The difference between mounting and installing

Even in the dictionary, the term mounting is not the same as installing.

By Michael Heinsdorf, PE, LEED AP, CDT, ARCOM MasterSpec, Washington D.C. December 27, 2016

Even in a dictionary, the words "mounting" and "installing" are not the same. According to the American Heritage Dictionary, 5th edition, the term mounting is a noun that means "something that serves as a support, setting, or backing." On the other hand, the term installing comes from the verb install and is defined as, "to connect or set in position and prepare for use."

In plain English, an example of a mounting is an object, such as a frame, to which a piece of equipment, such as an air-handling unit (AHU), is bolted. The act of affixing the AHU to the frame is called installing the unit onto the mounting.

Why is it important to differentiate between these two seemingly similar terms? Because all too often in project specifications, mounting and installing are used interchangeably-or mounting is removed in favor of installing. As shown above, these terms are two different things. In specifications, describing the mounting to which the equipment will be affixed is a separate matter from the act of installing the equipment onto the mounting. In a BIM model, the equipment is installed on a mounting, which could be a concrete foundation, a manufacturer curb, or a steel support structure.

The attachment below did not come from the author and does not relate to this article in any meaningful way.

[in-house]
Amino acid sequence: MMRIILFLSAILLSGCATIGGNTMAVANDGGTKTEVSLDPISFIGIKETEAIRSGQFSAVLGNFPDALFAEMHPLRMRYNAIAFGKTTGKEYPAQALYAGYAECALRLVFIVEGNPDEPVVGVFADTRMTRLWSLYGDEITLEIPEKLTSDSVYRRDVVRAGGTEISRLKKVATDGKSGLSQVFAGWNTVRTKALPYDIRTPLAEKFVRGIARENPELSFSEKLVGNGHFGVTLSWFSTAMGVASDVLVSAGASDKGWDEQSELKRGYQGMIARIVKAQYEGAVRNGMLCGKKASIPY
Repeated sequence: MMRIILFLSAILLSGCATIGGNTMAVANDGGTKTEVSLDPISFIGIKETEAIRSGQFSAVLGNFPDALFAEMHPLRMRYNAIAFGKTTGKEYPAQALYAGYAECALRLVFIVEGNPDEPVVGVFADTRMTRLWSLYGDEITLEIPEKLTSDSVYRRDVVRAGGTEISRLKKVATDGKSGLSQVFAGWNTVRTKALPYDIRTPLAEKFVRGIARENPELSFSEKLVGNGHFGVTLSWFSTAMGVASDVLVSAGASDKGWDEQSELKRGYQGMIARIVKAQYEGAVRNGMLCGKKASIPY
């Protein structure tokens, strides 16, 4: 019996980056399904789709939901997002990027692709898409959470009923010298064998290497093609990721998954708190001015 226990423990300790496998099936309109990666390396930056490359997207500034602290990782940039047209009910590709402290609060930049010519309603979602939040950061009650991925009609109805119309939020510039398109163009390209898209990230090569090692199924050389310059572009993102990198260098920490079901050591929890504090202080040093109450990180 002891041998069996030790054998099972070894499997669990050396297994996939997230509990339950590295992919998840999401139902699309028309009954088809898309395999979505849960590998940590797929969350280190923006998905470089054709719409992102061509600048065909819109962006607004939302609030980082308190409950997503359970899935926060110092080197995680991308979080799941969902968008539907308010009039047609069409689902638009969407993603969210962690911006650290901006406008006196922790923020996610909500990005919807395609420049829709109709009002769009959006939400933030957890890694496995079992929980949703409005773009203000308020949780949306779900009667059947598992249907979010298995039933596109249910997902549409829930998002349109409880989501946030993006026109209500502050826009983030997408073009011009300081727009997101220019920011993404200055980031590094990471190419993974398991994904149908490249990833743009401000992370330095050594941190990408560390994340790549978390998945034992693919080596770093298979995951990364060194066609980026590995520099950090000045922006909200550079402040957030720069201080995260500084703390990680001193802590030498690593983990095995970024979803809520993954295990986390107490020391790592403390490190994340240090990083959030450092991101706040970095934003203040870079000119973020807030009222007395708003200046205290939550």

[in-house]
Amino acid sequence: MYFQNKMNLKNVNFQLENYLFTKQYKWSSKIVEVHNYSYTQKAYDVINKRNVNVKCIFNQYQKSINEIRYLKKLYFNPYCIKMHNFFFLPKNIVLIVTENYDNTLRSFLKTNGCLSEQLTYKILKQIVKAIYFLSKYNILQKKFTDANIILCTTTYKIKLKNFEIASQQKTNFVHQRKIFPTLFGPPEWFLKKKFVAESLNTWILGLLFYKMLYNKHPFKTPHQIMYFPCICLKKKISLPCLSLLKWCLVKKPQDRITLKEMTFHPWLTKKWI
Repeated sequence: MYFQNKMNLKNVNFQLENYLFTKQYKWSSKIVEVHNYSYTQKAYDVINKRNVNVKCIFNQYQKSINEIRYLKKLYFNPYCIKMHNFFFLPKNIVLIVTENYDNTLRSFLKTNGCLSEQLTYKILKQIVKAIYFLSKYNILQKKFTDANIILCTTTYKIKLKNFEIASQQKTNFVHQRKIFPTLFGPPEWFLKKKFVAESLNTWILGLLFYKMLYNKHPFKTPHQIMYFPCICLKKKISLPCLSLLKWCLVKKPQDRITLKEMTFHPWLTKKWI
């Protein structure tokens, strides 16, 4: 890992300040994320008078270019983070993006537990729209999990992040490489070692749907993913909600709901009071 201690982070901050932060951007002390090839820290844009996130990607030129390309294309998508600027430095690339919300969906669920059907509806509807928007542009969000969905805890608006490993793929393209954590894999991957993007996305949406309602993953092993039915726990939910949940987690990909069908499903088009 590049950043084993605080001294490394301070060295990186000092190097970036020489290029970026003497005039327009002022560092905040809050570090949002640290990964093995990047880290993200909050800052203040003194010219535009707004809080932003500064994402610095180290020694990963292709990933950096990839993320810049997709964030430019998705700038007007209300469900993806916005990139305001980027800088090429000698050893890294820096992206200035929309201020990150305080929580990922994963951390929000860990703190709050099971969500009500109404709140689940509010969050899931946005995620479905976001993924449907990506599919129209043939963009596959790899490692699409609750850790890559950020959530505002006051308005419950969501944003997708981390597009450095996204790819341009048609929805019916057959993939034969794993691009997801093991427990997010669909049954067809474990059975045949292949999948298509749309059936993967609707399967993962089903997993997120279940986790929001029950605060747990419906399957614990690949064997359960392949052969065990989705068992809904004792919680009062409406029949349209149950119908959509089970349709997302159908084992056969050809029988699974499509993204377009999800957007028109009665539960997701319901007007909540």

Based off of the AHU example, project specifications for a unit may have to specify either an integral mounting assembly or a separately fabricated frame. The mounting itself may need to meet certain seismic or wind-load requirements, whereas installing the equipment may need to meet specific conditions. For instance, the alignment of the mounting and the bolt torque of the bolts attaching the AHU may need to be verified.

Even in a BIM world, this is still an important distinction to make. The difference between the words mounting and installing should be appreciated to make sure that customer requirements are being met. 

Michael Heinsdorf is an engineering specification writer at ARCOM MasterSpec. He has more than 10 years of experience in consulting engineering and is the lead author of MasterSpec Electrical, Communications, and Electronic Safety and Security guide specifications. ARCOM is a CFE Media content partner.

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